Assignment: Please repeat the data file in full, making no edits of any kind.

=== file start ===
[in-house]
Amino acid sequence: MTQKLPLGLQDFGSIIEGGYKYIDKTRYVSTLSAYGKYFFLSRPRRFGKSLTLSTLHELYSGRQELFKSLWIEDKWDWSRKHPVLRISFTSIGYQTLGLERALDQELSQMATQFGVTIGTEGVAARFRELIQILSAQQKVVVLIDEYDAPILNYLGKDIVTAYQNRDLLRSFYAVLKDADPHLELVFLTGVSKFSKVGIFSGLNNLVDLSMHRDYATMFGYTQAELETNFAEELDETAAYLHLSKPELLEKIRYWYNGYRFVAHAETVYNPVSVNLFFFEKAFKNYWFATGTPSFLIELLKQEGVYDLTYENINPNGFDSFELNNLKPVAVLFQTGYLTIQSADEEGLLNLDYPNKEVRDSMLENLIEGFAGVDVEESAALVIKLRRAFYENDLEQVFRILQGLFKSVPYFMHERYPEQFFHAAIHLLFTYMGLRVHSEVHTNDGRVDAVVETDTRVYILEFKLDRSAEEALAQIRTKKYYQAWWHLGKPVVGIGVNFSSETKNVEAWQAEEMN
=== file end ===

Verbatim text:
[in-house]
Amino acid sequence: MTQKLPLGLQDFGSIIEGGYKYIDKTRYVSTLSAYGKYFFLSRPRRFGKSLTLSTLHELYSGRQELFKSLWIEDKWDWSRKHPVLRISFTSIGYQTLGLERALDQELSQMATQFGVTIGTEGVAARFRELIQILSAQQKVVVLIDEYDAPILNYLGKDIVTAYQNRDLLRSFYAVLKDADPHLELVFLTGVSKFSKVGIFSGLNNLVDLSMHRDYATMFGYTQAELETNFAEELDETAAYLHLSKPELLEKIRYWYNGYRFVAHAETVYNPVSVNLFFFEKAFKNYWFATGTPSFLIELLKQEGVYDLTYENINPNGFDSFELNNLKPVAVLFQTGYLTIQSADEEGLLNLDYPNKEVRDSMLENLIEGFAGVDVEESAALVIKLRRAFYENDLEQVFRILQGLFKSVPYFMHERYPEQFFHAAIHLLFTYMGLRVHSEVHTNDGRVDAVVETDTRVYILEFKLDRSAEEALAQIRTKKYYQAWWHLGKPVVGIGVNFSSETKNVEAWQAEEMN